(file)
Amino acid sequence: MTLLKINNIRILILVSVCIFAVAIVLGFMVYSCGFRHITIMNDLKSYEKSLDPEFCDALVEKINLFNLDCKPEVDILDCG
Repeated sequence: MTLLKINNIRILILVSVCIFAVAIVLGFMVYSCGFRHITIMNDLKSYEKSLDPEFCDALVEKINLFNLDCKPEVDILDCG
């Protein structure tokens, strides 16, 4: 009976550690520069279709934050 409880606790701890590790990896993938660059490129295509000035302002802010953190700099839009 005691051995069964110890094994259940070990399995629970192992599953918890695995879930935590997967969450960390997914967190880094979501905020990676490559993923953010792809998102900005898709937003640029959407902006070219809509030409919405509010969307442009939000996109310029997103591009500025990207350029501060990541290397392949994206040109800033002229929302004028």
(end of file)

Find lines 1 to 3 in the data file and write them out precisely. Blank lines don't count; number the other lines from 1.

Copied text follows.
Amino acid sequence: MTLLKINNIRILILVSVCIFAVAIVLGFMVYSCGFRHITIMNDLKSYEKSLDPEFCDALVEKINLFNLDCKPEVDILDCG
Repeated sequence: MTLLKINNIRILILVSVCIFAVAIVLGFMVYSCGFRHITIMNDLKSYEKSLDPEFCDALVEKINLFNLDCKPEVDILDCG
């Protein structure tokens, strides 16, 4: 009976550690520069279709934050 409880606790701890590790990896993938660059490129295509000035302002802010953190700099839009 005691051995069964110890094994259940070990399995629970192992599953918890695995879930935590997967969450960390997914967190880094979501905020990676490559993923953010792809998102900005898709937003640029959407902006070219809509030409919405509010969307442009939000996109310029997103591009500025990207350029501060990541290397392949994206040109800033002229929302004028």